Talk:Book of Jasher (biblical references)
|WikiProject Judaism||(Rated Stub-class, Low-importance)|
|WikiProject Religious texts||(Rated Stub-class)|
There is no "Masonic religion". Freemasonry is not a religion; it makes no such claim, nor does it offer a plan of salvation. It encourages men to be active in their church and seek their salvation there. —Preceding unsigned comment added by 22.214.171.124 (talk) 13:10, 15 September 2010 (UTC)
This book is not lost. (unsigned)
As this the English wikipedia it should refer to this work by its normal name in English. I propose to move in a few days unless anyone objects. PatGallacher 01:33, 17 December 2006 (UTC)
Maybe I am silly, but wouldn't the presence of the reference to a book which contained a poem about Saul (II Samuel I) date the book to at least the time of Saul and date therefore either the book or the reference to about that time at least? 126.96.36.199 21:09, 19 August 2007 (UTC)
- Not silly, but you're assuming that Samuel was written in the time of Saul, and has remained unchanged since then, which isn't a safe assumption. See http://en.wikipedia.org/wiki/Book_of_Samuel#Authorship Elmo iscariot (talk) 14:45, 18 February 2010 (UTC)
Hello all. There is a link on the CCEL web site to a book published in 1887 in SALT LAKE CITY: PUBLISHED BY J.H. PARRY & COMPANY
It claims to be " FAITHFULLY TRANSLATED (1840) FROM THE ORIGINAL HEBREW INTO ENGLISH" 
Am I right in assuming this is another Mormon "finding" of lost texts?
- Gordon James
No, the book is a translation of the Hebrew "the upright or correct record" (literal translation of the title). It was called the book of Jasher "by those who were ignorant of the Hebrew language" ie the translators of the King James bible assuming that Jasher was a prophet not just a record according to the translator. The 1887 Salt Lake publication seems to be a reprint as inside is certificates from Isaac Nordheimer, H.V. Nathan, Samuel Turner, and George Bush from April 1840, all of whom are from New York with exception of Mr. Nathan, who is from Jamaica. — Preceding unsigned comment added by 188.8.131.52 (talk) 00:45, 5 May 2012 (UTC)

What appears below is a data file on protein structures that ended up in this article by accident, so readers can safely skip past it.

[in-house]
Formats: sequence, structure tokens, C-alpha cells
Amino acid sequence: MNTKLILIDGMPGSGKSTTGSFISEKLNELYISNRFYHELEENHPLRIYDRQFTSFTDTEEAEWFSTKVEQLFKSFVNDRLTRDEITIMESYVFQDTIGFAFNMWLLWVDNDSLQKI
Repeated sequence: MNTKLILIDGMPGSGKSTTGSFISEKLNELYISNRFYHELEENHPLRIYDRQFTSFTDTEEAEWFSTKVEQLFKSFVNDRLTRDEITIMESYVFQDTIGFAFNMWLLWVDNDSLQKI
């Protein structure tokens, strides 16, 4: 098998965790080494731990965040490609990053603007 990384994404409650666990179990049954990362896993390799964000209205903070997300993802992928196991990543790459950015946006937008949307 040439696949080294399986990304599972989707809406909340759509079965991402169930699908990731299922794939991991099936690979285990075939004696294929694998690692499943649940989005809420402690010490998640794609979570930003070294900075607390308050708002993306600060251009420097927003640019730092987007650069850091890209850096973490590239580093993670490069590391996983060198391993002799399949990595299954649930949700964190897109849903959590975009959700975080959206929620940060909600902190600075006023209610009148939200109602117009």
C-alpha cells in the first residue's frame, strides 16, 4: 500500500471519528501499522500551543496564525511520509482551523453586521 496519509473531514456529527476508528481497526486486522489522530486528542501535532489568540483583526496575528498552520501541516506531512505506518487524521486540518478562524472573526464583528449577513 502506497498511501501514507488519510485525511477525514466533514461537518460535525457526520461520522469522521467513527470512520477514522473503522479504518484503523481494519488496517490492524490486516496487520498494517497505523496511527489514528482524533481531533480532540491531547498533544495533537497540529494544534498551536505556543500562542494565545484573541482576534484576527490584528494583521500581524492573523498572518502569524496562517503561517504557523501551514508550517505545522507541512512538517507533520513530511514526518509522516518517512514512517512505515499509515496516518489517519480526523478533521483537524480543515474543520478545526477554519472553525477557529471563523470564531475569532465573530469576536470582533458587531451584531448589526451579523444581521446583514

My major malfunction with this genera is not that I don't believe them as much as that without a text in either proto-semitic, Hebrew, or even Aramaic, there is no possibility of checking the ancient to the modern. As much as I love The Book of The Righteous, and others, there have been gigantic strides in linguistics since 1840. Which is why I have to be extremely careful using the 1611 KJV, edited by a paedofile. Since there is no translation from the Ethiopic version into English, and the simple fact that I am illerterate in Ethiopic I must either rely on a Greek or Hebrew original.
If in fact, this book can be located in some form, fashion, or pieces that can be verified against the Talmudic and Midrashic points; I would be more than willing to examine the evidence. As things stand, all we have is a supposed printed 17th Century block letter non-masora text that was deciphered in the 19th Century by apparently one person who made no copy of the original. That really worries me!
Today's translator's usually carefully preserve the original text in both linear and columnar form. The Tri-Consonantal languages usage of the construct requires extreme caution as there are often multiple possibilities that may not become contextually apparent without careful examination of the syntax structure before and after the gloss in question. I personnally, have encountered some very difficult passages in Judges that may not be adequately rendered into our English, without a great deal of study. Without an original to work with; any cock-a-maimy rendering can and often does result.
There are numerous examples. The Angel of The LORD did not order Abraham to execute his only true heir. He asked "Please slay your only son"! In Exodus a salient error occurs in chapter three. The burning bush was not simply a landscaping bush, it was in fact a burning THORN bush. In fact, the same type of thorn bush that the ram was probably entangled in when Abraham was ordered to not kill Isaac. What also seems to be a rather curious anomally, is the heavily documented "Crown of Thorns."
- Yes, there is a book under the name "Book of Jasher". Actually, there are several. Many of them are "pious frauds" (nice term to put a smiley face on a basic lie) designed to fill in the gap. The article should probably discuss this. - SummerPhD (talk) 14:36, 4 April 2015 (UTC)